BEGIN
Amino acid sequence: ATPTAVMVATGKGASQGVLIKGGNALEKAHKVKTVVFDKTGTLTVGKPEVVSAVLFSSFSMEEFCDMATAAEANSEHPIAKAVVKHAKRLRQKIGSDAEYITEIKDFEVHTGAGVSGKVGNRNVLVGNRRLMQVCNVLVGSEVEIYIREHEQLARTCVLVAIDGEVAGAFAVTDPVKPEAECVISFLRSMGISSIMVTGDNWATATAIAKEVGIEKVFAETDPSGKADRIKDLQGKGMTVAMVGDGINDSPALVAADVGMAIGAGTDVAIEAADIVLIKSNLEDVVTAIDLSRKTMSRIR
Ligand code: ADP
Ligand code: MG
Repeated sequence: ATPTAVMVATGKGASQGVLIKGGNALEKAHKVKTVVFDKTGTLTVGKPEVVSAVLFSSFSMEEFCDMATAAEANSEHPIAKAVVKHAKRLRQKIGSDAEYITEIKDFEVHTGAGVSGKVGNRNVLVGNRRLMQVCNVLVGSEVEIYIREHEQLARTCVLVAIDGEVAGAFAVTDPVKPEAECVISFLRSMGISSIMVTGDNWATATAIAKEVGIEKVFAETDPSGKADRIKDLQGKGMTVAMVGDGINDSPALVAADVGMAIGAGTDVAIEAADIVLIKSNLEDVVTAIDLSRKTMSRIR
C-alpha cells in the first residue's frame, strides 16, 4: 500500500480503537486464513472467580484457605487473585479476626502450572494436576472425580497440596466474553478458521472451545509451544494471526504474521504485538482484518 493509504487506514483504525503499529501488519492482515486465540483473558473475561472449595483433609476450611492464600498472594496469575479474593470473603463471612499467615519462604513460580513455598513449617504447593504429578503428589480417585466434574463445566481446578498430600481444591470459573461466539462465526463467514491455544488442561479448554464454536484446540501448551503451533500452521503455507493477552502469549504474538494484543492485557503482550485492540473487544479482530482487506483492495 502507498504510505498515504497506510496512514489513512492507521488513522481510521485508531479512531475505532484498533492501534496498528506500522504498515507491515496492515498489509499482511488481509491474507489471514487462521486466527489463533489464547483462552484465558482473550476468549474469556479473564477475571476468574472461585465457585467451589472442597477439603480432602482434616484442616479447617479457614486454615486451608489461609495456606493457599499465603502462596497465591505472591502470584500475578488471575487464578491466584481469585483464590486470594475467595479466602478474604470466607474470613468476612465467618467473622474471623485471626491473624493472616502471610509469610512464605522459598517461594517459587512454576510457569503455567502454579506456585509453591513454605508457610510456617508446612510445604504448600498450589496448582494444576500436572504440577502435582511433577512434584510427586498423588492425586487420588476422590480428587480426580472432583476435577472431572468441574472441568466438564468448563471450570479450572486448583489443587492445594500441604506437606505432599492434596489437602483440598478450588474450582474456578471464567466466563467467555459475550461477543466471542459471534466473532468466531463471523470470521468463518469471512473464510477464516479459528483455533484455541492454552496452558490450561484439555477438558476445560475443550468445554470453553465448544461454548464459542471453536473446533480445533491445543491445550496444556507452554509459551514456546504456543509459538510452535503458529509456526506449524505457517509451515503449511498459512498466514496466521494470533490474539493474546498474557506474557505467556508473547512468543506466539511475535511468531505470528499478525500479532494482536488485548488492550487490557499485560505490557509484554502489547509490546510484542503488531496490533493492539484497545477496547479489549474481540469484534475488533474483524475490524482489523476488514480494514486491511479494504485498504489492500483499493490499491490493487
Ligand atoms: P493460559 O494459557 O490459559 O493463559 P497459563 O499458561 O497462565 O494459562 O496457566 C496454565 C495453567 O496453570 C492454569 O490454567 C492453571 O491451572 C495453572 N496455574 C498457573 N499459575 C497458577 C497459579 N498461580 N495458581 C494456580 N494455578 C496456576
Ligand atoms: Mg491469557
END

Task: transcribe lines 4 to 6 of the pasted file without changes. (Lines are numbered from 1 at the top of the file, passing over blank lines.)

Repeated sequence: ATPTAVMVATGKGASQGVLIKGGNALEKAHKVKTVVFDKTGTLTVGKPEVVSAVLFSSFSMEEFCDMATAAEANSEHPIAKAVVKHAKRLRQKIGSDAEYITEIKDFEVHTGAGVSGKVGNRNVLVGNRRLMQVCNVLVGSEVEIYIREHEQLARTCVLVAIDGEVAGAFAVTDPVKPEAECVISFLRSMGISSIMVTGDNWATATAIAKEVGIEKVFAETDPSGKADRIKDLQGKGMTVAMVGDGINDSPALVAADVGMAIGAGTDVAIEAADIVLIKSNLEDVVTAIDLSRKTMSRIR
C-alpha cells in the first residue's frame, strides 16, 4: 500500500480503537486464513472467580484457605487473585479476626502450572494436576472425580497440596466474553478458521472451545509451544494471526504474521504485538482484518 493509504487506514483504525503499529501488519492482515486465540483473558473475561472449595483433609476450611492464600498472594496469575479474593470473603463471612499467615519462604513460580513455598513449617504447593504429578503428589480417585466434574463445566481446578498430600481444591470459573461466539462465526463467514491455544488442561479448554464454536484446540501448551503451533500452521503455507493477552502469549504474538494484543492485557503482550485492540473487544479482530482487506483492495 502507498504510505498515504497506510496512514489513512492507521488513522481510521485508531479512531475505532484498533492501534496498528506500522504498515507491515496492515498489509499482511488481509491474507489471514487462521486466527489463533489464547483462552484465558482473550476468549474469556479473564477475571476468574472461585465457585467451589472442597477439603480432602482434616484442616479447617479457614486454615486451608489461609495456606493457599499465603502462596497465591505472591502470584500475578488471575487464578491466584481469585483464590486470594475467595479466602478474604470466607474470613468476612465467618467473622474471623485471626491473624493472616502471610509469610512464605522459598517461594517459587512454576510457569503455567502454579506456585509453591513454605508457610510456617508446612510445604504448600498450589496448582494444576500436572504440577502435582511433577512434584510427586498423588492425586487420588476422590480428587480426580472432583476435577472431572468441574472441568466438564468448563471450570479450572486448583489443587492445594500441604506437606505432599492434596489437602483440598478450588474450582474456578471464567466466563467467555459475550461477543466471542459471534466473532468466531463471523470470521468463518469471512473464510477464516479459528483455533484455541492454552496452558490450561484439555477438558476445560475443550468445554470453553465448544461454548464459542471453536473446533480445533491445543491445550496444556507452554509459551514456546504456543509459538510452535503458529509456526506449524505457517509451515503449511498459512498466514496466521494470533490474539493474546498474557506474557505467556508473547512468543506466539511475535511468531505470528499478525500479532494482536488485548488492550487490557499485560505490557509484554502489547509490546510484542503488531496490533493492539484497545477496547479489549474481540469484534475488533474483524475490524482489523476488514480494514486491511479494504485498504489492500483499493490499491490493487
Ligand atoms: P493460559 O494459557 O490459559 O493463559 P497459563 O499458561 O497462565 O494459562 O496457566 C496454565 C495453567 O496453570 C492454569 O490454567 C492453571 O491451572 C495453572 N496455574 C498457573 N499459575 C497458577 C497459579 N498461580 N495458581 C494456580 N494455578 C496456576